Written by Dr David Wechsler, Ophthalmologist, November 2017
Less common than Open angle glaucoma, Angle closure can be far more serious.
Angle closure can be
The ‘angle’ of the eye is the space between the iris (coloured part) and cornea (clear outer part at the front). It is important for eye pressure because the trabecular meshwork (where fluid drains out of the eye) is in the angle.
If the angle closes or even just narrows, fluid can build up causing elevated eye pressure.
Elevated eye pressure damages the optic nerve. Glaucoma is optic nerve damage.
Acute angle closure causes a sudden very high pressure. Symptoms can be severe, and patients usually seek help from a doctor or optometrist. If the condition is promptly recognised and appropriate referrals made, urgent treatment can avoid permanent damage.
Chronic angle closure is usually asymptomatic. Elevated eye pressure can be detected by IOP measurement by an Optometrist or Ophthalmologist. All patients with an elevated eye pressure should have gonioscopy to make sure they do not have angle closure.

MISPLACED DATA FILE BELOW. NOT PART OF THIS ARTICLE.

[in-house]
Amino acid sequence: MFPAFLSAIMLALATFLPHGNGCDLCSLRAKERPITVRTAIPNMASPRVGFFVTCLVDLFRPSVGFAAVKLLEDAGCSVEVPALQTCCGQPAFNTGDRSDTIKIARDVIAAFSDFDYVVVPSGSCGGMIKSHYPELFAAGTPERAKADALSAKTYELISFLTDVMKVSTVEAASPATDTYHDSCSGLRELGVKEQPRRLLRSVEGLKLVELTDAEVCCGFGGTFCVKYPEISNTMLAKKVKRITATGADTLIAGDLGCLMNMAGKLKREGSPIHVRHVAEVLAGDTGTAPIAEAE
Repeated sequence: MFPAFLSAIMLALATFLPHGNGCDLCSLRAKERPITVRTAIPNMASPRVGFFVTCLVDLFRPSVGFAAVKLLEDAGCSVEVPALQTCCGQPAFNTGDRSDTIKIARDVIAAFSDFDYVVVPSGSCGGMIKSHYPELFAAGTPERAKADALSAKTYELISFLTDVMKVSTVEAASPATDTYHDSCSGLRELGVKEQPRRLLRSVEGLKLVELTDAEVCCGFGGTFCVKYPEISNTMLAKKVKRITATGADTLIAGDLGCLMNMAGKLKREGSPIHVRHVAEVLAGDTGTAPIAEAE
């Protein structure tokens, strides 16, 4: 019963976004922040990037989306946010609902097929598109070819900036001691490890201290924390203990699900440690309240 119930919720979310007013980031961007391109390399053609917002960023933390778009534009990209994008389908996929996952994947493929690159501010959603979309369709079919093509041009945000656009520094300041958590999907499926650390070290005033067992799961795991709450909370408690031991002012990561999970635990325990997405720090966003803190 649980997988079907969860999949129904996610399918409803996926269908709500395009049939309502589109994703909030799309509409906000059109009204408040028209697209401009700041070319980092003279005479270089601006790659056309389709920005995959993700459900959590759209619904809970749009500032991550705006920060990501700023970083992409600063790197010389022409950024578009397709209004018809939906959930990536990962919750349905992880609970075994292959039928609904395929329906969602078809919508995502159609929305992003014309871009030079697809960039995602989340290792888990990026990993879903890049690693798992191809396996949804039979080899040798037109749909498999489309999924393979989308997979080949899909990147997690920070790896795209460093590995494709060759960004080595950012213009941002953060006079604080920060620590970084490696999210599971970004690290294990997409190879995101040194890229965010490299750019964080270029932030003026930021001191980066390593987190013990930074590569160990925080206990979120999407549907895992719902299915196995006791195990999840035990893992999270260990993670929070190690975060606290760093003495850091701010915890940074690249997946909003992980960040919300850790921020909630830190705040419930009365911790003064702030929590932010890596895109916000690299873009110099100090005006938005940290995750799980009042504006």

Gonioscopy is where a special lens is used to view the angle to see if it is open or closed. It is an important part of the eye examination to assess patients who may have glaucoma.
Anterior segment OCT is a scan that can image the angle structures. This can help illustrate if the angle is narrow, and document changes after interventions.
Image: Anterior segment OCT images of a patient with angle closure, before and after laser iridotomy.
UBM is a special type of ultrasound which can give detail of angle structures, particularly useful in special or unusual cases.
Image: UBM of a patient with ‘plateau iris syndrome’, a less common type of angle closure glaucoma.
As for patients with all types of glaucoma, visual field assessment and optic disc imaging are important for assessing the degree of damage to the optic nerve which has occurred from the high pressure.
Laser peripheral iridotomy (LPI) is the most important.
Laser iridoplasty (less commonly performed)
Lens extraction/IOL (cataract surgery) can be extremely useful for patients with angle closure, especially if there is also cataract present.
When people have cataract surgery the lens of the eye is removed and replaced with an artificial lens (IOL) which is thinner than the original. Because the lens sits just behind the iris, when the new thinner lens is in place the drainage angle opens up.
Trabeculectomy (glaucoma filtering surgery)
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